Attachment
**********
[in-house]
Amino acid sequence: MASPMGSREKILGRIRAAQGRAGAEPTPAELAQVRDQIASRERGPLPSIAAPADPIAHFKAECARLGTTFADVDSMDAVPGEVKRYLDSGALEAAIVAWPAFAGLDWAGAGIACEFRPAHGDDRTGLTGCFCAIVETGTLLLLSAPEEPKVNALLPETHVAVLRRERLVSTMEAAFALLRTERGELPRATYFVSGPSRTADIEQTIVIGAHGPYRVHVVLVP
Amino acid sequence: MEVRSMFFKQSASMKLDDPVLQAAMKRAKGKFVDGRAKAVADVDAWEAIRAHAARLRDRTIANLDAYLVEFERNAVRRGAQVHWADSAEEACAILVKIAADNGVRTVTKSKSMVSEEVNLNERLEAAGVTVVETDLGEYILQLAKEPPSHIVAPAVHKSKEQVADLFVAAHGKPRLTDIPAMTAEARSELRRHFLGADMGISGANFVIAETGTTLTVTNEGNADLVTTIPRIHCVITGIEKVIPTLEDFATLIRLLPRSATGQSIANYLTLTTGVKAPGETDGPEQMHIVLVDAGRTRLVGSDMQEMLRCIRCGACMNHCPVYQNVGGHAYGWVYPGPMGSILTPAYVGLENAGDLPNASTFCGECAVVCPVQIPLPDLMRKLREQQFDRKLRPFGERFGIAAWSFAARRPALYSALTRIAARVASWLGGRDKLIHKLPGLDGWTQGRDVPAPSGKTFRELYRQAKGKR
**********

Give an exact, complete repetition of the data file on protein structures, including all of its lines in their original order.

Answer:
[in-house]
Amino acid sequence: MASPMGSREKILGRIRAAQGRAGAEPTPAELAQVRDQIASRERGPLPSIAAPADPIAHFKAECARLGTTFADVDSMDAVPGEVKRYLDSGALEAAIVAWPAFAGLDWAGAGIACEFRPAHGDDRTGLTGCFCAIVETGTLLLLSAPEEPKVNALLPETHVAVLRRERLVSTMEAAFALLRTERGELPRATYFVSGPSRTADIEQTIVIGAHGPYRVHVVLVP
Amino acid sequence: MEVRSMFFKQSASMKLDDPVLQAAMKRAKGKFVDGRAKAVADVDAWEAIRAHAARLRDRTIANLDAYLVEFERNAVRRGAQVHWADSAEEACAILVKIAADNGVRTVTKSKSMVSEEVNLNERLEAAGVTVVETDLGEYILQLAKEPPSHIVAPAVHKSKEQVADLFVAAHGKPRLTDIPAMTAEARSELRRHFLGADMGISGANFVIAETGTTLTVTNEGNADLVTTIPRIHCVITGIEKVIPTLEDFATLIRLLPRSATGQSIANYLTLTTGVKAPGETDGPEQMHIVLVDAGRTRLVGSDMQEMLRCIRCGACMNHCPVYQNVGGHAYGWVYPGPMGSILTPAYVGLENAGDLPNASTFCGECAVVCPVQIPLPDLMRKLREQQFDRKLRPFGERFGIAAWSFAARRPALYSALTRIAARVASWLGGRDKLIHKLPGLDGWTQGRDVPAPSGKTFRELYRQAKGKR